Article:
Field Representatives are Leaders in the Field

Field Representatives are our employees responsible for representing our company by being on site and directing and managing the work there. They have meetings with the general contractor and other facilities staff to make plans and ensure that the work proceeds smoothly. They also make the documents and diagrams necessary for construction, and give instructions to the professional builders who perform the actual construction work. Finally, they create and submit the necessary documents for proceeding with each phase of the project, and manage on-site safety. They are true professionals of the field, who assume the heavy responsibility of coordinating the entire staff and leading them to successful project completion.

Year Two

Year Two

Me, at the Center of the Field.

The objective of my second year was learning how to be a foreman myself and lead on-site work. Under the instruction of my supervisor, I would direct on-site workers based on diagrams that I myself made. I would also make work schedules based on plans provided by the general contractor. Other times, I would check the work content and progress, approve the installation of equipment based on working diagrams, supply lighting fixtures—the number of things I could do just kept growing! I also gained more autonomy in the field and got closer with the construction workers there. I would meet with the 20-some workers in the guard room, confirming and instructing when they would be on site, points to note during the construction work, and so on. I learned the importance of not only doing things for myself, but having the right people do certain things for me. The biggest change in my second year was that I was now answering questions and making decisions that my supervisor was handling the previous year. Of course, I still had to frequently ask my supervisor representative regarding certain decisions. One time I got a call saying there had been a slip-up during construction and now some repairs were necessary. I went to the site and spoke with the staff, but the discussions weren’t progressing well. So I called my supervisor, and he came in and straightened things out immediately. I wanted to be able to do that too, and soon. My supervisor was always resolute in his encouragement of me, saying, “Don’t be afraid of failure. Try your hand at anything you want to do. As field representative, I’ll take responsibility if anything goes wrong.”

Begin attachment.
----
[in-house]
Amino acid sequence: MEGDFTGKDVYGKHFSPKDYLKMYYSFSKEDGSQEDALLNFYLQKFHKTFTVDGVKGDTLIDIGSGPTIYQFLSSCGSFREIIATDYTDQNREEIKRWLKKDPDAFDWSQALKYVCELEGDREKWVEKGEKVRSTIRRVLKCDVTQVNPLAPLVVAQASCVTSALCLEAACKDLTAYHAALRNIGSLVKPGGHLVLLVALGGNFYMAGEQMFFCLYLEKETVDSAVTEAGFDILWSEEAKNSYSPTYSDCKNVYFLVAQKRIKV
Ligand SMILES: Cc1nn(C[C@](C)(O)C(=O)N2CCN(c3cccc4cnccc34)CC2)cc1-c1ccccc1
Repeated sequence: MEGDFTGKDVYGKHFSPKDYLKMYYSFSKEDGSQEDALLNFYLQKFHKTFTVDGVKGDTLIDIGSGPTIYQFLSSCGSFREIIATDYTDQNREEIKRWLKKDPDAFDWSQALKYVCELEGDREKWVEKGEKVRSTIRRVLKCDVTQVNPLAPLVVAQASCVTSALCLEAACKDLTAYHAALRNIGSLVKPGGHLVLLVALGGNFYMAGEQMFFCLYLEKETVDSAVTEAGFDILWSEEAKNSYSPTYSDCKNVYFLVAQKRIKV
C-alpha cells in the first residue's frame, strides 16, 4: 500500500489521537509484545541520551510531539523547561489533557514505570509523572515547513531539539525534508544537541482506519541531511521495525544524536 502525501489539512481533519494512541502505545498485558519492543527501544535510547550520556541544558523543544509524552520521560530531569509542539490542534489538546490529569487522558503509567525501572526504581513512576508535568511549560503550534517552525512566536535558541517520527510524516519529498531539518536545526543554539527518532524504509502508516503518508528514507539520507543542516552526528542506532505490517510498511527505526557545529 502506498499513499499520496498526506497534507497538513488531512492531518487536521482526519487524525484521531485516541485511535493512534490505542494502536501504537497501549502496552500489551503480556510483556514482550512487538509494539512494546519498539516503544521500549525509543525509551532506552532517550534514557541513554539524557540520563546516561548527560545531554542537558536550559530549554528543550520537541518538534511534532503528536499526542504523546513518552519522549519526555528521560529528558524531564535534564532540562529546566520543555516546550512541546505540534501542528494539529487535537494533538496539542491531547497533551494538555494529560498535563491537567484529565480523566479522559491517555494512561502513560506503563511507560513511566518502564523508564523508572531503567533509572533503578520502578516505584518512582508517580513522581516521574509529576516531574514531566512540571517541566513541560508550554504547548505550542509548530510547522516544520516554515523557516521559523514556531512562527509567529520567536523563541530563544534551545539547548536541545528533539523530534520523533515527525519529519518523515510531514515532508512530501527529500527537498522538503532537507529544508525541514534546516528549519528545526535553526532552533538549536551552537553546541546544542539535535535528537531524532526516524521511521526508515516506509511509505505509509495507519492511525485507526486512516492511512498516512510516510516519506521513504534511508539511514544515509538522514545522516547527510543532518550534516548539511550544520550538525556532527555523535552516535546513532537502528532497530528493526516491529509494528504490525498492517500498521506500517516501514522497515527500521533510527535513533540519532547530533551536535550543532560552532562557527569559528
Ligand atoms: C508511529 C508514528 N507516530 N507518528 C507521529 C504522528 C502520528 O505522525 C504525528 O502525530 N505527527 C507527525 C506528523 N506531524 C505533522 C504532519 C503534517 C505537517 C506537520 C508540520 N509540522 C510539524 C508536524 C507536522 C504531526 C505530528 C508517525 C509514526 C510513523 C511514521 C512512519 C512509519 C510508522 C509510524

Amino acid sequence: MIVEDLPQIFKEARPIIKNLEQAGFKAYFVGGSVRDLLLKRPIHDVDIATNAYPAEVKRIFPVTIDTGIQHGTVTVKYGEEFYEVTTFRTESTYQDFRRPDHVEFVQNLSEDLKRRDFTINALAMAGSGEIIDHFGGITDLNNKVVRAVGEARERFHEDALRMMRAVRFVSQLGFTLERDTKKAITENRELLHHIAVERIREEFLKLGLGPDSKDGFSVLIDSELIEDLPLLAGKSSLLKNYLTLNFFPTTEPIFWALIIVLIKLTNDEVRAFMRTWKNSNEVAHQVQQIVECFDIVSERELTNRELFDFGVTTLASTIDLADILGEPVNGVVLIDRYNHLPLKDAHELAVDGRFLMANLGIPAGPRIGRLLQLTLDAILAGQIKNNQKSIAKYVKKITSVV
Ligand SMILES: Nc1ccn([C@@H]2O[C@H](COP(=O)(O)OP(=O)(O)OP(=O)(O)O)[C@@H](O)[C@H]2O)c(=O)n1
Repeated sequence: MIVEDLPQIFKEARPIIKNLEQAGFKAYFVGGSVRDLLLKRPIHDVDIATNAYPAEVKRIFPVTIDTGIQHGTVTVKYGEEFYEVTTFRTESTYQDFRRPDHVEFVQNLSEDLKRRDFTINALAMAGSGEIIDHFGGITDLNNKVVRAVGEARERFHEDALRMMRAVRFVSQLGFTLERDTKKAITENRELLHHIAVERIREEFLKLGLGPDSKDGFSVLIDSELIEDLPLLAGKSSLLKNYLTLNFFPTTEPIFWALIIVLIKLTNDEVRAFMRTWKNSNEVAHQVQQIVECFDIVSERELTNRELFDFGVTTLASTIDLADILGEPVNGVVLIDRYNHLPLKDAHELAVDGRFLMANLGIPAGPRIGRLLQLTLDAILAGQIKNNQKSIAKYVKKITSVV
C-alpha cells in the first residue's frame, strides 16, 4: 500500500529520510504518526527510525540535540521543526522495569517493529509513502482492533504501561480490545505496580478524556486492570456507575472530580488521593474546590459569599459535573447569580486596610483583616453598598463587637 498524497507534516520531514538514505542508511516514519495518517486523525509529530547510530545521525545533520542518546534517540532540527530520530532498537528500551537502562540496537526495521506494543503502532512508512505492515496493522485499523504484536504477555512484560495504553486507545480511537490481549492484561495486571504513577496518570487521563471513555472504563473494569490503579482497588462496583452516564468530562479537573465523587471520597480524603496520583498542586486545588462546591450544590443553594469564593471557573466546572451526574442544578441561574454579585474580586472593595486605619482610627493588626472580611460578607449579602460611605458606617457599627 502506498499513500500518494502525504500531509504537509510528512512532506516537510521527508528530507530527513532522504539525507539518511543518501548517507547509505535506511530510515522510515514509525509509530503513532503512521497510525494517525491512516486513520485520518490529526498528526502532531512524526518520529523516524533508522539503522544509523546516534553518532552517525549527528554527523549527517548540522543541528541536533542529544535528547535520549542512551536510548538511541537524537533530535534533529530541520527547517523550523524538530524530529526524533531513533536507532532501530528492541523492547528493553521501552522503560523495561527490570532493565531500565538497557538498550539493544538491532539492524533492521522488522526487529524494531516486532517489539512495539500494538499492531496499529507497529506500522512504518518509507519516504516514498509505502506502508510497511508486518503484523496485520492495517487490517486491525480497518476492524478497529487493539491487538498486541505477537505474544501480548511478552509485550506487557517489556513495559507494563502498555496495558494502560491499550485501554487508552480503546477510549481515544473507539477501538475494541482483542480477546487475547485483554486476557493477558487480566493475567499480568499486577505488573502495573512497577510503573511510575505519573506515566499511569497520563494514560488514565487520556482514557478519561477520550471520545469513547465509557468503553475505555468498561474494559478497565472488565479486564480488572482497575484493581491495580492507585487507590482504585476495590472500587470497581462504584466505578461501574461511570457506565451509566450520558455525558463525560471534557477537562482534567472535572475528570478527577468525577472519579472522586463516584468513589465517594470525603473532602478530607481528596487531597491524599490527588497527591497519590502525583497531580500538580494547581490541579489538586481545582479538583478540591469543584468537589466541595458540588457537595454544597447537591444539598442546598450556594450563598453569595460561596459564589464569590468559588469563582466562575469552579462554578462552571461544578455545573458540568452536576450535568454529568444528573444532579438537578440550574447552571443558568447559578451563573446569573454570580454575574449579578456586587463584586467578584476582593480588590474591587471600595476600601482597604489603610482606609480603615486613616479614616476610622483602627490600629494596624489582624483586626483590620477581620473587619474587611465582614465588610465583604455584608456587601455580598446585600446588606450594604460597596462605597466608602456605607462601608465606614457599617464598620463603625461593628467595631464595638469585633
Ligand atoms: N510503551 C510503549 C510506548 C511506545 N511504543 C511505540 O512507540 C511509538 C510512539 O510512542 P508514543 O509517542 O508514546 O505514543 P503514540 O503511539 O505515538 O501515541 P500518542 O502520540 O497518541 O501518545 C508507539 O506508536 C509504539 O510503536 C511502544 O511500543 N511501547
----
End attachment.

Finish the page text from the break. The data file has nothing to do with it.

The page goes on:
Year Three

Year Three

The Last Step to
Stepping Out on Your Own.

Finally, I was at the run up to being able to steer the ship myself. I had learned how to do all the work required for a construction project, as well as how to make the various types of required documents. During my third year, I found myself reading more design schematics from the general contractor and making more working diagrams all by myself. I had learned the knack for creating a diagram that would easily translate into a final product that was both structurally sound and pleasing to the eye. I was able to confidently give instructions to the construction workers and respond to the demands of work in production. I really felt myself turning into someone who could manage an entire site. Cost is an important factor when managing field work. Once, when trying to procure some highly functional materials, I accidently ordered a higher-spec, more expensive variety. As the mistake had an effect on the profit ratio of the project, it was a hard lesson in always keeping cost in mind. However, after a mistake you have to just keep taking steps forward, keep on learning how to better pull your own weight. I’ve had countless experiences on the field, and filled countless notepads with all of my observations. I knew, “Next year, I’ll step out on my own.” I’ll be called upon by the workers I’ve spent so much time with and the other members of my company. Once the next construction project order comes in, I’ll be able to go out and handle it, and use my own hands to change a building from an idea to living, breathing reality. I couldn’t wait for what lay ahead.

The Three-Year Trajectory